The Press ran a feature at the weekend that looked at the City Council’s finances, and the man who has a lot of the responsibility, Raf Manji. Undoubtedly, this is a very complicated subject, but since the release of the Cameron Partners report it has been simplified down to “we have to sell assets.” That’s not the only conclusion that one could reach from reading the report, but it is one that suits the government, who have been trying to sell off council assets since pretty much as soon as the quakes started, almost four years ago. However, John McCrone does go and talk to someone else, Christchurch accountant Cameron Preston. Between the two of them, they do a good job of explaining how we got into this situation:

On the infrastructure repairs, the council’s position was that a total of $3.4b of public works was needed to bring Christchurch’s roads and pipes back to their pre-quake level of service. But KordaMentha notes the Government unilaterally capped its “60 per cent” contribution at $1.8b. A maximum figure was named. Once the council’s 40 per cent share was calculated off that, it effectively lopped $400m off the infrastructure budget, bringing the agreed spend back to $3b.

Some 83 road, sewer and water projects got axed from the council’s priority list to make this work.

However, now – because the money actually does need to be spent says the council – the missing millions have just reappeared to haunt the accounts as the largest part of its $800m balance sheet black hole.

So $400 million went missing from the infrastructure budget from the start, and everyone knew that it was needed. The government knew it was needed, and knew that there was no room in the CCC’s budget. They knew that if the CCC were to act responsibly, they would have to find this $400 million, and that in doing so, this would create a “black hole” and a “crisis”. Then the pressure goes on the council, and the “sensible heads” like Manji to do the “reasonable thing” and sell assets. Job done. The $400 million to raise from asset sales is suspiciously similar to the $400 million that went missing from the infrastructure budget in the cost sharing agreement.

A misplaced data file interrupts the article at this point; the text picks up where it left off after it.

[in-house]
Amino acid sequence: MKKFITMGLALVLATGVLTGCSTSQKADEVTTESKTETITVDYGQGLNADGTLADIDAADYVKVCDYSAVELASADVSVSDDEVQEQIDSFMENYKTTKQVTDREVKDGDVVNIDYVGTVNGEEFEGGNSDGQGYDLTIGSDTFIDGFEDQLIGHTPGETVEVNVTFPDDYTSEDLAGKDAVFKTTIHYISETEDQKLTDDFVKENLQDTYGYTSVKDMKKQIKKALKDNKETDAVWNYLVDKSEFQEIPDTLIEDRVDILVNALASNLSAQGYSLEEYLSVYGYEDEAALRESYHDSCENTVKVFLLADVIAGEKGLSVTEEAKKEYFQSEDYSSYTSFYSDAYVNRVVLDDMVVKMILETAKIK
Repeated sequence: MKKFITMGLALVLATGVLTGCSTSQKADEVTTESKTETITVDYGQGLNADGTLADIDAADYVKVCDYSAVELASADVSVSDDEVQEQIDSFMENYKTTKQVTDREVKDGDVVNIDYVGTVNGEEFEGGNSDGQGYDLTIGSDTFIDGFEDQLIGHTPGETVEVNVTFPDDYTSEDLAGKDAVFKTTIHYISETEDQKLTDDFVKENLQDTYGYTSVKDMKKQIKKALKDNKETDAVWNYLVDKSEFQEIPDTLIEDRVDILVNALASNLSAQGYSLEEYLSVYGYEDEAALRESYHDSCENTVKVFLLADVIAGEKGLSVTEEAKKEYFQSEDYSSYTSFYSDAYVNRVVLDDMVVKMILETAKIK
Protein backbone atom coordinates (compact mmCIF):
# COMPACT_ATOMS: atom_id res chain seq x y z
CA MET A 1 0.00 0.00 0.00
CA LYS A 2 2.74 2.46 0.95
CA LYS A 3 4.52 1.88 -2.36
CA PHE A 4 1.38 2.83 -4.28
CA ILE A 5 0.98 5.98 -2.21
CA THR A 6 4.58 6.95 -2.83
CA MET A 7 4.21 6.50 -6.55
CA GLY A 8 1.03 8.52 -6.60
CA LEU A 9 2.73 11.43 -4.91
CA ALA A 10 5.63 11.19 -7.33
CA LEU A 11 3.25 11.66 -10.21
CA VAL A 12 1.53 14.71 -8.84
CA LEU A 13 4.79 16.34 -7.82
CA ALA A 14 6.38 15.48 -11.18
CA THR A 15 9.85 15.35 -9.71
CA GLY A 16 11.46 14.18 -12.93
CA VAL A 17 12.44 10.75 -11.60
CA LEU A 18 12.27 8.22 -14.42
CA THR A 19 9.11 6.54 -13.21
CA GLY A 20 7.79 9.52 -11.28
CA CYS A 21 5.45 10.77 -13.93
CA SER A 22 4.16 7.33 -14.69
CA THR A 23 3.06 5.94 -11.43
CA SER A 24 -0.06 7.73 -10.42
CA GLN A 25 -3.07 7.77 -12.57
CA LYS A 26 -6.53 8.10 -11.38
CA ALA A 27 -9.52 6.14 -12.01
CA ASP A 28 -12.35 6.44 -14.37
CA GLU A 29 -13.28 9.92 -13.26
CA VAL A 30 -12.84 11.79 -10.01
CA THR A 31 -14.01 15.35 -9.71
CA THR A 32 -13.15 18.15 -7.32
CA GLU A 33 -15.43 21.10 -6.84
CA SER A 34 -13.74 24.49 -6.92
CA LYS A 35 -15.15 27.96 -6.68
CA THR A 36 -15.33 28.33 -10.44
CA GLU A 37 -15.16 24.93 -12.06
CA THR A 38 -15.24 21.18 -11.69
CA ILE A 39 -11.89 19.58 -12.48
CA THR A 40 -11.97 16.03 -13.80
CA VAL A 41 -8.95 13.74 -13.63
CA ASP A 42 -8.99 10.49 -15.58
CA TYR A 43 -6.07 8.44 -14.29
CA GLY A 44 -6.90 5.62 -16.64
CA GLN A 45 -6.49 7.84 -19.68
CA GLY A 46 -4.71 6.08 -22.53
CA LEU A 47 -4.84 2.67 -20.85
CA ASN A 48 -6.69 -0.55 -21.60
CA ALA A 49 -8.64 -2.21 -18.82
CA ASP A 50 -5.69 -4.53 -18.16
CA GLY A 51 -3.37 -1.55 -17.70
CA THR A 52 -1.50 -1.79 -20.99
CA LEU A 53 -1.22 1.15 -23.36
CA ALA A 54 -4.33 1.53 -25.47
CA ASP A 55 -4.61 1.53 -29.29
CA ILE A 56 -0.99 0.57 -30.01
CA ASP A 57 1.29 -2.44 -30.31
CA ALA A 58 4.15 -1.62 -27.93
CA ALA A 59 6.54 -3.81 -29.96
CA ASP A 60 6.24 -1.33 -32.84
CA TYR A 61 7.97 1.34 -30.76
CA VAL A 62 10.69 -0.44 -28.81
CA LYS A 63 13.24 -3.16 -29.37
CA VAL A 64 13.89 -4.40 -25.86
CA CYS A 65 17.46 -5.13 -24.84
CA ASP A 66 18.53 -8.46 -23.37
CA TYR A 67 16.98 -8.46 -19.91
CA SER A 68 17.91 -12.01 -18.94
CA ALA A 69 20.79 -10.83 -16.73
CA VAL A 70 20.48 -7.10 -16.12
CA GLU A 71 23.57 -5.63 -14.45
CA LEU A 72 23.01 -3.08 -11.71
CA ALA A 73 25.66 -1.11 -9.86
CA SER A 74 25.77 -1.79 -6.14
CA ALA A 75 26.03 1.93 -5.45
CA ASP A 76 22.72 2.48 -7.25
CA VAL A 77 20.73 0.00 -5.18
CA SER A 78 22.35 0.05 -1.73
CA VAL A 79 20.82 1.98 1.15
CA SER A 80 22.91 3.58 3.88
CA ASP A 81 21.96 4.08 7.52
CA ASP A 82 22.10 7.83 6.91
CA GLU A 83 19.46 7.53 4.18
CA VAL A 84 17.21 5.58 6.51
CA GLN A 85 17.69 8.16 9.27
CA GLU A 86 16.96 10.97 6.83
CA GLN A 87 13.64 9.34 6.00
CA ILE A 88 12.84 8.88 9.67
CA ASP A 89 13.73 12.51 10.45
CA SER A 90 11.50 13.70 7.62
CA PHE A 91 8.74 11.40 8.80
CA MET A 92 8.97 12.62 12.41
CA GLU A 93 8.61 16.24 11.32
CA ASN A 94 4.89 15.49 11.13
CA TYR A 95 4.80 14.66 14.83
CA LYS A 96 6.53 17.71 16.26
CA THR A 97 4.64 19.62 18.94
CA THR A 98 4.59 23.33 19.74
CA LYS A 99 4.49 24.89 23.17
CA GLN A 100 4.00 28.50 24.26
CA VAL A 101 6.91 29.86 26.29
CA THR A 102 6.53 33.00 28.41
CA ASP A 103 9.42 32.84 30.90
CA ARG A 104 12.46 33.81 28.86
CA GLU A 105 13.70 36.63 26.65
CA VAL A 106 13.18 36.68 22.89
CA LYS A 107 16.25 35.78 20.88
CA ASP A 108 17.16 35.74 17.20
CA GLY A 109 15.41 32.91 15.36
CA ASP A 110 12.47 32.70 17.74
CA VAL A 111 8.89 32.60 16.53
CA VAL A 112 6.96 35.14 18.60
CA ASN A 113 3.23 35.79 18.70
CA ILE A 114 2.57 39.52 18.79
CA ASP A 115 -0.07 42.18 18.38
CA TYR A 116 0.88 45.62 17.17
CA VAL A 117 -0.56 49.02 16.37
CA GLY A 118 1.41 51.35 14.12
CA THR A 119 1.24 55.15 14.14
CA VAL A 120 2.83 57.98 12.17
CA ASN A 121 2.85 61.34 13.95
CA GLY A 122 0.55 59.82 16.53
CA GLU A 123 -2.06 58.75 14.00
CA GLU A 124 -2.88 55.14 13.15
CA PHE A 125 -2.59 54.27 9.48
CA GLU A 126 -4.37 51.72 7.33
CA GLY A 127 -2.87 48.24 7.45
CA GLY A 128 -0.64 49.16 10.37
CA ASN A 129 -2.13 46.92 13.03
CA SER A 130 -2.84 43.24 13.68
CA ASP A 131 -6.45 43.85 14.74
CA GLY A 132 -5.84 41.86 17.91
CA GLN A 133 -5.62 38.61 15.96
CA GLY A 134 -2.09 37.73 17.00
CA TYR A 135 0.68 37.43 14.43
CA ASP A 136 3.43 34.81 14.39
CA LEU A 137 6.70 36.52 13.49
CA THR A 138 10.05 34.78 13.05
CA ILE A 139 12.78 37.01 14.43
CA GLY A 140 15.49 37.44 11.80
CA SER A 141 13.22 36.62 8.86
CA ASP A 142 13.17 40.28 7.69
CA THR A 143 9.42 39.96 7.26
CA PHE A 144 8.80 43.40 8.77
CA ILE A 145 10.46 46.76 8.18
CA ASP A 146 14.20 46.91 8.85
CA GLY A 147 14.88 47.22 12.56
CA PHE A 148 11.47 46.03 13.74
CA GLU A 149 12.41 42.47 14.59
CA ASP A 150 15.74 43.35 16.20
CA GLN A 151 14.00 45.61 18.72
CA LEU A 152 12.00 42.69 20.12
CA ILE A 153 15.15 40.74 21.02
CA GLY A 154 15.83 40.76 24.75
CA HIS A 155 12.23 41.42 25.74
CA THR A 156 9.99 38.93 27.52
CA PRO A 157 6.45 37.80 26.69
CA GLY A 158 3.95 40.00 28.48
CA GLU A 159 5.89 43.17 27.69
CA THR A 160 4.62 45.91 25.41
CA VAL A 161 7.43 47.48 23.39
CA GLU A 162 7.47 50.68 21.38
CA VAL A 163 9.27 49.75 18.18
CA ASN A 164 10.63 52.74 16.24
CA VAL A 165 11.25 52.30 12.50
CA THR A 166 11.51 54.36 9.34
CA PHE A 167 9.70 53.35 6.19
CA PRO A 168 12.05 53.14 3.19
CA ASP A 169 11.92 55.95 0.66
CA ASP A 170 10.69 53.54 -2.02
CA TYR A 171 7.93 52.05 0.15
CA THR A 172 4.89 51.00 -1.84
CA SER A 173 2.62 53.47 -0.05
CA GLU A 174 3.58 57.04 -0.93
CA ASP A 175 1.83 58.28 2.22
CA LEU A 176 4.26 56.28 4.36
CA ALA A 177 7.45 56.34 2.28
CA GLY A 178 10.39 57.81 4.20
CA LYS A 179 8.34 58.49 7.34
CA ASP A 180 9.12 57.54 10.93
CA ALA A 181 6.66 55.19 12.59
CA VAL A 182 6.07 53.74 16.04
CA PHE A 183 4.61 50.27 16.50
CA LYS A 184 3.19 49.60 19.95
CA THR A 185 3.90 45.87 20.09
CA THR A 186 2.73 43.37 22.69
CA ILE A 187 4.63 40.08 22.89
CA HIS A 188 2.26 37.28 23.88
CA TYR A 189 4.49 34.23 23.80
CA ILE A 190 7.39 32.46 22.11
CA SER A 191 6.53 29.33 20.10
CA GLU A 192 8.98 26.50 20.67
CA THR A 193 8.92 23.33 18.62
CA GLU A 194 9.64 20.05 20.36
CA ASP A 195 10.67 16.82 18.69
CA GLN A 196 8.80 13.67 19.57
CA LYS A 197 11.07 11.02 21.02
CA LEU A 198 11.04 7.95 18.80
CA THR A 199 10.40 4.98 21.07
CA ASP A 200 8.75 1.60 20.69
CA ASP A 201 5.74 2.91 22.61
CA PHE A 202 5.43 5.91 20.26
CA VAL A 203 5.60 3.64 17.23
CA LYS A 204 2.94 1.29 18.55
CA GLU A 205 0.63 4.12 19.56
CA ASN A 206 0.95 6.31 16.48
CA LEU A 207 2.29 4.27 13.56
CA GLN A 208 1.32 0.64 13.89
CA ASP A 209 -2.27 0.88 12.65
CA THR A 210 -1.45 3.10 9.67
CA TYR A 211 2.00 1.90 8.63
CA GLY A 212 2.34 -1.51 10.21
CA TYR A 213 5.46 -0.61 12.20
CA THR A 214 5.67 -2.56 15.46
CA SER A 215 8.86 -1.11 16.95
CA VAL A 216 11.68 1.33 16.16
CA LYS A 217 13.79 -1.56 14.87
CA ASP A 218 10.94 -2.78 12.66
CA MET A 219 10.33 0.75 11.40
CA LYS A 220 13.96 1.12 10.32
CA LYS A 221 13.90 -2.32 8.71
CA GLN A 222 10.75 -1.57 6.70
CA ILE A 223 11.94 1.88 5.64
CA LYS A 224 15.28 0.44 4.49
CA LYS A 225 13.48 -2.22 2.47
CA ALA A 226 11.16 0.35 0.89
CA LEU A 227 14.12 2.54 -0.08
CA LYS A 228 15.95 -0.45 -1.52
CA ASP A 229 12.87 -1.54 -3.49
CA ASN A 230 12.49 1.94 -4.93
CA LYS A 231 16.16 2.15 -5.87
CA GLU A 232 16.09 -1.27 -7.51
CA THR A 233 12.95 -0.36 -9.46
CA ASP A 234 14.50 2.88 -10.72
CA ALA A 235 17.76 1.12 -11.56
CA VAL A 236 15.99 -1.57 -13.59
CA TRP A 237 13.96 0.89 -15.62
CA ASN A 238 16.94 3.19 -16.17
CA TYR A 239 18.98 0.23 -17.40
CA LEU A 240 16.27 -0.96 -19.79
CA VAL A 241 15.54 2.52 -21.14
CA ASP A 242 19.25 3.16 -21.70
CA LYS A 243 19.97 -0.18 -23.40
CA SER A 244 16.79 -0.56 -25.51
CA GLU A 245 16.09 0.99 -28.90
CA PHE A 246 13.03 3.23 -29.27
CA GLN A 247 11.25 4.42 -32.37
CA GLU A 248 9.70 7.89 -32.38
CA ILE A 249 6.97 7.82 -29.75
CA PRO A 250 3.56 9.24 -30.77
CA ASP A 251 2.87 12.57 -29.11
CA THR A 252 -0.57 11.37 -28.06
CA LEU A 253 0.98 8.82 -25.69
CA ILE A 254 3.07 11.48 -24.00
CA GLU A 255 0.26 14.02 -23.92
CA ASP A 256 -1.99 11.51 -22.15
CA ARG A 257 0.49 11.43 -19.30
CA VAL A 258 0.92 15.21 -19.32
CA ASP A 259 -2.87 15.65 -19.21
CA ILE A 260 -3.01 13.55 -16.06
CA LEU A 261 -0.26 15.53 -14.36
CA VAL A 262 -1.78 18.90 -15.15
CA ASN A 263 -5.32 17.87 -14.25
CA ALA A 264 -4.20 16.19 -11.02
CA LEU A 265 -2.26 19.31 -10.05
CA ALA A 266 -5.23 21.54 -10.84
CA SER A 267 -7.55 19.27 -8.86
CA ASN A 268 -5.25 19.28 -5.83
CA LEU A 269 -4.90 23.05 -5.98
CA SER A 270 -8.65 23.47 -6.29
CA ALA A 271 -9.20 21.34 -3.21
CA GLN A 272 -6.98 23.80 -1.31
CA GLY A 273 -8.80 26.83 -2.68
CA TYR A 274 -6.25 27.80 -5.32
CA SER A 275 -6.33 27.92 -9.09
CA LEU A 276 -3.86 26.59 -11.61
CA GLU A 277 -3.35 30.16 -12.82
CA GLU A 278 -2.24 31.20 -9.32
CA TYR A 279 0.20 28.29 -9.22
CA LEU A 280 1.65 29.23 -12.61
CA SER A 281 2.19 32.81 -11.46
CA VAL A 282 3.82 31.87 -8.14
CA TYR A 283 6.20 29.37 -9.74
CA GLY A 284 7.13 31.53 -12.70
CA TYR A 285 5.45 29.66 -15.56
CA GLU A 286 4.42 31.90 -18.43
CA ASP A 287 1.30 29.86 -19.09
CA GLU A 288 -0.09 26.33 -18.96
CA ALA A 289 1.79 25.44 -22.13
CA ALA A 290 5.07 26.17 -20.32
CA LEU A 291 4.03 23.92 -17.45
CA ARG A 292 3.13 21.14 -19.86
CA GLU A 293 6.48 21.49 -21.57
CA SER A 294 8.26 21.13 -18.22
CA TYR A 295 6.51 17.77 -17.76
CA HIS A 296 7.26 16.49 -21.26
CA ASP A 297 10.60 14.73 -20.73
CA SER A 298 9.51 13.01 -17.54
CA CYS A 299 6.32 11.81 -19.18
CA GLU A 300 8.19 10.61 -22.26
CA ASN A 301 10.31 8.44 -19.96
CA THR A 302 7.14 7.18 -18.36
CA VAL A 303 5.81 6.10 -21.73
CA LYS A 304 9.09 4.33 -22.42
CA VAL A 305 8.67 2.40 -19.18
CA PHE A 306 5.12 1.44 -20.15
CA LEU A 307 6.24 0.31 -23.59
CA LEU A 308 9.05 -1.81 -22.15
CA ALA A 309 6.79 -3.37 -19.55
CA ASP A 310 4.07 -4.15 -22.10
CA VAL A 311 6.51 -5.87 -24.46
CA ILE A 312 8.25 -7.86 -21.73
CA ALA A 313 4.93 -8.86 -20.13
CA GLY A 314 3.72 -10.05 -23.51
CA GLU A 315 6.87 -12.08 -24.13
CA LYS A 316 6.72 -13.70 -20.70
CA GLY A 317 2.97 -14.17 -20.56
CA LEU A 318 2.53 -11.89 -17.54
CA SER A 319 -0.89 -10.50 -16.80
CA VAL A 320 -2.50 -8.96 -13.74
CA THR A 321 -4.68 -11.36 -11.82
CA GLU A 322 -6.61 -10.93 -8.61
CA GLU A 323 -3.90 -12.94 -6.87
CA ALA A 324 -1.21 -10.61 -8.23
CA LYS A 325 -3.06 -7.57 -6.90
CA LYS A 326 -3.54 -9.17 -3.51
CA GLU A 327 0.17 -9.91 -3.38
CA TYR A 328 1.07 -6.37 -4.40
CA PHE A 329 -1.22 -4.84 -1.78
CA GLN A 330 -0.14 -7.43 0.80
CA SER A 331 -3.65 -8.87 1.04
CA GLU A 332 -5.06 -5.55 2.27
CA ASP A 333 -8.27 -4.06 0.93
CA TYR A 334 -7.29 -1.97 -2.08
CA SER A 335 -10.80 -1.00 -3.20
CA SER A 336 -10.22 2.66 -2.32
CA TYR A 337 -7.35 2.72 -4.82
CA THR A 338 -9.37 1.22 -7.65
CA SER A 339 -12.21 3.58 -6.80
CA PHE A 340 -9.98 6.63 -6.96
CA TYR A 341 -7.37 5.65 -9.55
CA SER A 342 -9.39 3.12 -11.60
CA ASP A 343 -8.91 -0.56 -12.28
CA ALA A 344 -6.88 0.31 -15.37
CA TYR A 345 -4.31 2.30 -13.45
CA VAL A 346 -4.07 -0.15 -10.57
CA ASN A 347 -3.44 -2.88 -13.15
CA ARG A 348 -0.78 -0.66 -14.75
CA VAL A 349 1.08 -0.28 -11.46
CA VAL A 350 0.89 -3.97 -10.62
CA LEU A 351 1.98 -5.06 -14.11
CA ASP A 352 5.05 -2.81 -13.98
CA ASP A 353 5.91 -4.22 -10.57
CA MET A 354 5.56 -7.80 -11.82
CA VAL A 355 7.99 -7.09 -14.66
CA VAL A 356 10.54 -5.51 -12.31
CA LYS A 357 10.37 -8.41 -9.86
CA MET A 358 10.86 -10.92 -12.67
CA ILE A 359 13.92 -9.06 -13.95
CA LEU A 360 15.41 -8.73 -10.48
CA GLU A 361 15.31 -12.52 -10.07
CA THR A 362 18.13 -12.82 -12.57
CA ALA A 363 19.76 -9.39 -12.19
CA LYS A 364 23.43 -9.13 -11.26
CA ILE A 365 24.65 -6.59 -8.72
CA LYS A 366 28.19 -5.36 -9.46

Brownlee, Parker and Joyce, put the final touches on burying the council

the government and council in happier times

But what about the other $400 million in the council’s $800 million block hole, you might ask? Well, you might like to consider some other items that were forced upon the council in the cost-sharing agreement. $253 million for a stadium (a project that will be controlled by the Crown, not the council that is paying for it). $147 million for the Metro Sports Centre – another council-funded, Crown-controlled asset. And funnily enough, that’s $400 million right there.

This isn’t a crisis; it’s a bait and switch. The government has skimped on infrastructure, and then forced the council to spend money on assets with weak or non-existent business cases. They’ve forced the council into a corner, and are now trying to tell us the only way out is asset sales. It’s not. They’ve trimmed money from the rebuild budget so that they could make their surplus, and then turn around and say they can afford to spend $300 million on a behemoth of a conference centre.

This “crisis” is a key example of just how this government are running the rebuild, and a strong signal of how they plan to continue if given another term. We can’t afford another 3 years like this. Every vote for Labour in Christchurch is a vote that says that we want an inclusive, people-focussed recovery; every vote for me in Ilam sends a signal to John Key that the rebuild isn’t working.

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